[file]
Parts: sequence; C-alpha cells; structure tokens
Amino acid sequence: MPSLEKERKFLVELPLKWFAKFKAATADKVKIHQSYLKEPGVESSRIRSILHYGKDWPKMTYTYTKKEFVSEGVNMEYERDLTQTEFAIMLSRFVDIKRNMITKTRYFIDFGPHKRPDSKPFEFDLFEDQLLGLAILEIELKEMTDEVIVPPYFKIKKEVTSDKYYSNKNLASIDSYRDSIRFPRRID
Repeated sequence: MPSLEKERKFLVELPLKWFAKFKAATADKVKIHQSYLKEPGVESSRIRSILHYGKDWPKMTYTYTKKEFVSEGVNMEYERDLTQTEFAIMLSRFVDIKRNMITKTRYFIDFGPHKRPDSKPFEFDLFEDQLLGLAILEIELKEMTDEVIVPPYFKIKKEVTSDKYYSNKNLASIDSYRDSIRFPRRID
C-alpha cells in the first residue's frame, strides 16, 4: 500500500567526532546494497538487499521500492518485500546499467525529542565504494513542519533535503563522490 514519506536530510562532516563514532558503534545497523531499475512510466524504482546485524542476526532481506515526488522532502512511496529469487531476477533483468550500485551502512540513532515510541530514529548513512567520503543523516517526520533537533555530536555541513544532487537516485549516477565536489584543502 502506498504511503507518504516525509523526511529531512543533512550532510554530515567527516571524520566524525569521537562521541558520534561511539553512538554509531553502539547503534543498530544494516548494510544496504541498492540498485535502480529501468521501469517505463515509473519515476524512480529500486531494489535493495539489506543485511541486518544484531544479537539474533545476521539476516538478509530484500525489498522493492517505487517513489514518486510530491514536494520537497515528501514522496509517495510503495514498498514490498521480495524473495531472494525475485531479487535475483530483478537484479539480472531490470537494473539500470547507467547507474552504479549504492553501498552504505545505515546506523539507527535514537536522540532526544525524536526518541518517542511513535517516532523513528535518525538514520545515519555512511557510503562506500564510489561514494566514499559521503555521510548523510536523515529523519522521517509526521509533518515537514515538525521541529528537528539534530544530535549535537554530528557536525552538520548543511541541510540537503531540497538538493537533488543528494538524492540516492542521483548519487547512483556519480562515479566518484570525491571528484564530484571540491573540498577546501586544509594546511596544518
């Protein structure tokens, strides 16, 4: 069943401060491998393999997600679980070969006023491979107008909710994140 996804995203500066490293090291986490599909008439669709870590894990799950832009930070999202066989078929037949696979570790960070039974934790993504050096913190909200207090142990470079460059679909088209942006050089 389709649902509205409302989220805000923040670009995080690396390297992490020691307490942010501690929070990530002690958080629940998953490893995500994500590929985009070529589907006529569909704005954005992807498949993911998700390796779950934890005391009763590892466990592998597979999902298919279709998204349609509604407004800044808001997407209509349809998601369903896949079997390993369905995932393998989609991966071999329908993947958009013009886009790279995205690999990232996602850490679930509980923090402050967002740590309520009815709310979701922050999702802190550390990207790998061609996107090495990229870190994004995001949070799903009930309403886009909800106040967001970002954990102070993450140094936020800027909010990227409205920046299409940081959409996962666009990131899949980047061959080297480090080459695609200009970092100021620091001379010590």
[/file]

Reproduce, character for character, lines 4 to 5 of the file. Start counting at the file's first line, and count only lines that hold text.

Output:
C-alpha cells in the first residue's frame, strides 16, 4: 500500500567526532546494497538487499521500492518485500546499467525529542565504494513542519533535503563522490 514519506536530510562532516563514532558503534545497523531499475512510466524504482546485524542476526532481506515526488522532502512511496529469487531476477533483468550500485551502512540513532515510541530514529548513512567520503543523516517526520533537533555530536555541513544532487537516485549516477565536489584543502 502506498504511503507518504516525509523526511529531512543533512550532510554530515567527516571524520566524525569521537562521541558520534561511539553512538554509531553502539547503534543498530544494516548494510544496504541498492540498485535502480529501468521501469517505463515509473519515476524512480529500486531494489535493495539489506543485511541486518544484531544479537539474533545476521539476516538478509530484500525489498522493492517505487517513489514518486510530491514536494520537497515528501514522496509517495510503495514498498514490498521480495524473495531472494525475485531479487535475483530483478537484479539480472531490470537494473539500470547507467547507474552504479549504492553501498552504505545505515546506523539507527535514537536522540532526544525524536526518541518517542511513535517516532523513528535518525538514520545515519555512511557510503562506500564510489561514494566514499559521503555521510548523510536523515529523519522521517509526521509533518515537514515538525521541529528537528539534530544530535549535537554530528557536525552538520548543511541541510540537503531540497538538493537533488543528494538524492540516492542521483548519487547512483556519480562515479566518484570525491571528484564530484571540491573540498577546501586544509594546511596544518
């Protein structure tokens, strides 16, 4: 069943401060491998393999997600679980070969006023491979107008909710994140 996804995203500066490293090291986490599909008439669709870590894990799950832009930070999202066989078929037949696979570790960070039974934790993504050096913190909200207090142990470079460059679909088209942006050089 389709649902509205409302989220805000923040670009995080690396390297992490020691307490942010501690929070990530002690958080629940998953490893995500994500590929985009070529589907006529569909704005954005992807498949993911998700390796779950934890005391009763590892466990592998597979999902298919279709998204349609509604407004800044808001997407209509349809998601369903896949079997390993369905995932393998989609991966071999329908993947958009013009886009790279995205690999990232996602850490679930509980923090402050967002740590309520009815709310979701922050999702802190550390990207790998061609996107090495990229870190994004995001949070799903009930309403886009909800106040967001970002954990102070993450140094936020800027909010990227409205920046299409940081959409996962666009990131899949980047061959080297480090080459695609200009970092100021620091001379010590």